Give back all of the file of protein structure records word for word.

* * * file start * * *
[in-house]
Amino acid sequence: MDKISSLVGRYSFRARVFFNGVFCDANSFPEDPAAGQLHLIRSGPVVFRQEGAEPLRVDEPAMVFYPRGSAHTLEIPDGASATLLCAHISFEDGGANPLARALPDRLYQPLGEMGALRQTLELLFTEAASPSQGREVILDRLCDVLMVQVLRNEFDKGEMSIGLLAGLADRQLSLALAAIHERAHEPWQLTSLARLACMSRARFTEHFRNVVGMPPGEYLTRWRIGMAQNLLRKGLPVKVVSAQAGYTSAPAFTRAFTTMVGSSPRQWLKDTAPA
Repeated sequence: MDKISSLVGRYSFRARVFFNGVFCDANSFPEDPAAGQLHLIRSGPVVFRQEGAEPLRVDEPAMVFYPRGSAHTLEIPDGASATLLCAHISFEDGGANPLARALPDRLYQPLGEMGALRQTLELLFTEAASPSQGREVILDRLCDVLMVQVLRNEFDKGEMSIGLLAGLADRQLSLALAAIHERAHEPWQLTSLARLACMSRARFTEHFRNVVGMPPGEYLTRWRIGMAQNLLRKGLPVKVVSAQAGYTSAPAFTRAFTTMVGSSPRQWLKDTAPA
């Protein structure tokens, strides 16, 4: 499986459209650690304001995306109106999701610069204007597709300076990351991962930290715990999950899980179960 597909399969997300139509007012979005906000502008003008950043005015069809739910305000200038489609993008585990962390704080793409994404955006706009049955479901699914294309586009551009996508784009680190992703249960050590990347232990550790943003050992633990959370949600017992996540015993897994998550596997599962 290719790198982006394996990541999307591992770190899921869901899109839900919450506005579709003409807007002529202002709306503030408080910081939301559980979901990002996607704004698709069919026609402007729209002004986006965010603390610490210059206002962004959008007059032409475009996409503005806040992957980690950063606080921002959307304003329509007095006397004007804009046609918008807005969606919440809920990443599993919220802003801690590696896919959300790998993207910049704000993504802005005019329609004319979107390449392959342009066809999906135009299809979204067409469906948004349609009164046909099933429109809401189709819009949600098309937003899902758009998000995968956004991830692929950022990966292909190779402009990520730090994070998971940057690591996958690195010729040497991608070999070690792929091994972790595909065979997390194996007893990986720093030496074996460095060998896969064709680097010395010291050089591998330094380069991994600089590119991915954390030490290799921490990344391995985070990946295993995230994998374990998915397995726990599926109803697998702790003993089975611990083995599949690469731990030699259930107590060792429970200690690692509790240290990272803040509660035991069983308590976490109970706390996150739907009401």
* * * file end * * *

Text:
[in-house]
Amino acid sequence: MDKISSLVGRYSFRARVFFNGVFCDANSFPEDPAAGQLHLIRSGPVVFRQEGAEPLRVDEPAMVFYPRGSAHTLEIPDGASATLLCAHISFEDGGANPLARALPDRLYQPLGEMGALRQTLELLFTEAASPSQGREVILDRLCDVLMVQVLRNEFDKGEMSIGLLAGLADRQLSLALAAIHERAHEPWQLTSLARLACMSRARFTEHFRNVVGMPPGEYLTRWRIGMAQNLLRKGLPVKVVSAQAGYTSAPAFTRAFTTMVGSSPRQWLKDTAPA
Repeated sequence: MDKISSLVGRYSFRARVFFNGVFCDANSFPEDPAAGQLHLIRSGPVVFRQEGAEPLRVDEPAMVFYPRGSAHTLEIPDGASATLLCAHISFEDGGANPLARALPDRLYQPLGEMGALRQTLELLFTEAASPSQGREVILDRLCDVLMVQVLRNEFDKGEMSIGLLAGLADRQLSLALAAIHERAHEPWQLTSLARLACMSRARFTEHFRNVVGMPPGEYLTRWRIGMAQNLLRKGLPVKVVSAQAGYTSAPAFTRAFTTMVGSSPRQWLKDTAPA
């Protein structure tokens, strides 16, 4: 499986459209650690304001995306109106999701610069204007597709300076990351991962930290715990999950899980179960 597909399969997300139509007012979005906000502008003008950043005015069809739910305000200038489609993008585990962390704080793409994404955006706009049955479901699914294309586009551009996508784009680190992703249960050590990347232990550790943003050992633990959370949600017992996540015993897994998550596997599962 290719790198982006394996990541999307591992770190899921869901899109839900919450506005579709003409807007002529202002709306503030408080910081939301559980979901990002996607704004698709069919026609402007729209002004986006965010603390610490210059206002962004959008007059032409475009996409503005806040992957980690950063606080921002959307304003329509007095006397004007804009046609918008807005969606919440809920990443599993919220802003801690590696896919959300790998993207910049704000993504802005005019329609004319979107390449392959342009066809999906135009299809979204067409469906948004349609009164046909099933429109809401189709819009949600098309937003899902758009998000995968956004991830692929950022990966292909190779402009990520730090994070998971940057690591996958690195010729040497991608070999070690792929091994972790595909065979997390194996007893990986720093030496074996460095060998896969064709680097010395010291050089591998330094380069991994600089590119991915954390030490290799921490990344391995985070990946295993995230994998374990998915397995726990599926109803697998702790003993089975611990083995599949690469731990030699259930107590060792429970200690690692509790240290990272803040509660035991069983308590976490109970706390996150739907009401």